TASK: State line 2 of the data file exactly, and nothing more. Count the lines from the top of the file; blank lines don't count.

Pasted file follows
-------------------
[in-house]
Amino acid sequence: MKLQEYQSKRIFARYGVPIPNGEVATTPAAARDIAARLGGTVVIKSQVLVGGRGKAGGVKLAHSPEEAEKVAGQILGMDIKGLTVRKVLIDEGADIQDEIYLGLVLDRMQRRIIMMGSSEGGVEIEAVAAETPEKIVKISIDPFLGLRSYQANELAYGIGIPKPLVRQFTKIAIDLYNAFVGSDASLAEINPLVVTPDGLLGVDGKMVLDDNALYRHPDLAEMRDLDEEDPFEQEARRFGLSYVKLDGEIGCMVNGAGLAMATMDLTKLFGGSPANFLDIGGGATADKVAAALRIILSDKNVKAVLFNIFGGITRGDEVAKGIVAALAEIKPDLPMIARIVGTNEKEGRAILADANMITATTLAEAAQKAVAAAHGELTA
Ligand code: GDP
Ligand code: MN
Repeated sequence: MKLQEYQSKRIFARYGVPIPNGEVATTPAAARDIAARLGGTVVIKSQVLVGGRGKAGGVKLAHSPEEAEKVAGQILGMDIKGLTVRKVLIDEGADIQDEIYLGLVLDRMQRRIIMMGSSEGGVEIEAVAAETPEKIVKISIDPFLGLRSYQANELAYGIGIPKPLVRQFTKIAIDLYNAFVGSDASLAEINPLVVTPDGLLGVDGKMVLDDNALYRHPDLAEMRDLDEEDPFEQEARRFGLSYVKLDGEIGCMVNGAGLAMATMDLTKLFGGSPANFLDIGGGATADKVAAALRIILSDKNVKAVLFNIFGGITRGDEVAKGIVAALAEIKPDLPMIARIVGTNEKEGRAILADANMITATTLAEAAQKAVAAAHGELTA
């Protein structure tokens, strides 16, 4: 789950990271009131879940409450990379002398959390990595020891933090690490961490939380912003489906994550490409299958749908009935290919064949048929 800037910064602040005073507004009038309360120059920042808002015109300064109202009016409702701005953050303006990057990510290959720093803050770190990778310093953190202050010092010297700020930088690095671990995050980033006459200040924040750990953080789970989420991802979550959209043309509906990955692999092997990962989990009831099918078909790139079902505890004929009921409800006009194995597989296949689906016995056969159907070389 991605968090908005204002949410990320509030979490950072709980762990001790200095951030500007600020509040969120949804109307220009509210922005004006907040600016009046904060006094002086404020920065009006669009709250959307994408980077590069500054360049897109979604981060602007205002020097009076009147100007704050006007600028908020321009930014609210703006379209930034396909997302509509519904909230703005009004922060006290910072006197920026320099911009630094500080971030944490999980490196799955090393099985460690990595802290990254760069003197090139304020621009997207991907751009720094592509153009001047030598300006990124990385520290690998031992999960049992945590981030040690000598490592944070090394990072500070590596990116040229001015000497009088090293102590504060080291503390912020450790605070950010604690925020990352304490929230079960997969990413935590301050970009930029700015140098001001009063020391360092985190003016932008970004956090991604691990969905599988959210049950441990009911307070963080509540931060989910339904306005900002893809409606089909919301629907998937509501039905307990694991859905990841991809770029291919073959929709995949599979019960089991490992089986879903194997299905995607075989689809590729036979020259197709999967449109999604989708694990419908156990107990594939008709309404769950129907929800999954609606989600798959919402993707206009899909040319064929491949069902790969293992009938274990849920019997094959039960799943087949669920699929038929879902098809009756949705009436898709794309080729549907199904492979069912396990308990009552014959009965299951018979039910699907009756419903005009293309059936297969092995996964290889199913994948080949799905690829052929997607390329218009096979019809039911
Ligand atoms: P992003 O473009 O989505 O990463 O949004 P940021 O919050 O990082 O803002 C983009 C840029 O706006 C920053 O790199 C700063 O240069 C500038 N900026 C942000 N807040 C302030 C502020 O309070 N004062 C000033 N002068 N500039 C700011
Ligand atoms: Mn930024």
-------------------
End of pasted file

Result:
Amino acid sequence: MKLQEYQSKRIFARYGVPIPNGEVATTPAAARDIAARLGGTVVIKSQVLVGGRGKAGGVKLAHSPEEAEKVAGQILGMDIKGLTVRKVLIDEGADIQDEIYLGLVLDRMQRRIIMMGSSEGGVEIEAVAAETPEKIVKISIDPFLGLRSYQANELAYGIGIPKPLVRQFTKIAIDLYNAFVGSDASLAEINPLVVTPDGLLGVDGKMVLDDNALYRHPDLAEMRDLDEEDPFEQEARRFGLSYVKLDGEIGCMVNGAGLAMATMDLTKLFGGSPANFLDIGGGATADKVAAALRIILSDKNVKAVLFNIFGGITRGDEVAKGIVAALAEIKPDLPMIARIVGTNEKEGRAILADANMITATTLAEAAQKAVAAAHGELTA